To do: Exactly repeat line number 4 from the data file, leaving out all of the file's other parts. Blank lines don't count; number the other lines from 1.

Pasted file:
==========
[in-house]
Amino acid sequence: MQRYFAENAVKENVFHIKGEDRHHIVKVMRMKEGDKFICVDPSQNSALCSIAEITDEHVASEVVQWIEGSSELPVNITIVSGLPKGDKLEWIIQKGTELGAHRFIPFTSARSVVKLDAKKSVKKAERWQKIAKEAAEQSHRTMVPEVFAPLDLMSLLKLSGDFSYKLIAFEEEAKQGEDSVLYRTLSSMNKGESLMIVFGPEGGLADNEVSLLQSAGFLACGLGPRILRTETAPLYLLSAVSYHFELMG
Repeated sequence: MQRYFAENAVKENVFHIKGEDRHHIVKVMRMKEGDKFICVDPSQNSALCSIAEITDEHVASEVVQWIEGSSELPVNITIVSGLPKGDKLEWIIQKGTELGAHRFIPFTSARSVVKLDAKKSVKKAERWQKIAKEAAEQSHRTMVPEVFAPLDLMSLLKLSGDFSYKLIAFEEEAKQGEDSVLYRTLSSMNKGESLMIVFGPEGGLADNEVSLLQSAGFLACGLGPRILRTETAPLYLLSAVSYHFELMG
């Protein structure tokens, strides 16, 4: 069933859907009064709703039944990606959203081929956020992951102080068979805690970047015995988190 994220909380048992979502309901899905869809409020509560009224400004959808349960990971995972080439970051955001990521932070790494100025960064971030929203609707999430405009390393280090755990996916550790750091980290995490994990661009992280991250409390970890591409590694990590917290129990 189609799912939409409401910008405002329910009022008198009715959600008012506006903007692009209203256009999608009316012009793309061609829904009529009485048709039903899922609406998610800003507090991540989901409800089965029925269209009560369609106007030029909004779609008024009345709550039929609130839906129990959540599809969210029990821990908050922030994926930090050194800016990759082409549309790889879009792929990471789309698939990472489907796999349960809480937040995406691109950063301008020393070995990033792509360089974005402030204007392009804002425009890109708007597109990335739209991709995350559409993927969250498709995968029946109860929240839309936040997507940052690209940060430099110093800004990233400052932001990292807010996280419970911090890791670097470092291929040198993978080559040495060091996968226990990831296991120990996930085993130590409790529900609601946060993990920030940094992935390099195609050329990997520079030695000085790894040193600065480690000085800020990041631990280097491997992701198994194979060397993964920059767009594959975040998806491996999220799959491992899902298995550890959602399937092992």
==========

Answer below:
């Protein structure tokens, strides 16, 4: 069933859907009064709703039944990606959203081929956020992951102080068979805690970047015995988190 994220909380048992979502309901899905869809409020509560009224400004959808349960990971995972080439970051955001990521932070790494100025960064971030929203609707999430405009390393280090755990996916550790750091980290995490994990661009992280991250409390970890591409590694990590917290129990 189609799912939409409401910008405002329910009022008198009715959600008012506006903007692009209203256009999608009316012009793309061609829904009529009485048709039903899922609406998610800003507090991540989901409800089965029925269209009560369609106007030029909004779609008024009345709550039929609130839906129990959540599809969210029990821990908050922030994926930090050194800016990759082409549309790889879009792929990471789309698939990472489907796999349960809480937040995406691109950063301008020393070995990033792509360089974005402030204007392009804002425009890109708007597109990335739209991709995350559409993927969250498709995968029946109860929240839309936040997507940052690209940060430099110093800004990233400052932001990292807010996280419970911090890791670097470092291929040198993978080559040495060091996968226990990831296991120990996930085993130590409790529900609601946060993990920030940094992935390099195609050329990997520079030695000085790894040193600065480690000085800020990041631990280097491997992701198994194979060397993964920059767009594959975040998806491996999220799959491992899902298995550890959602399937092992």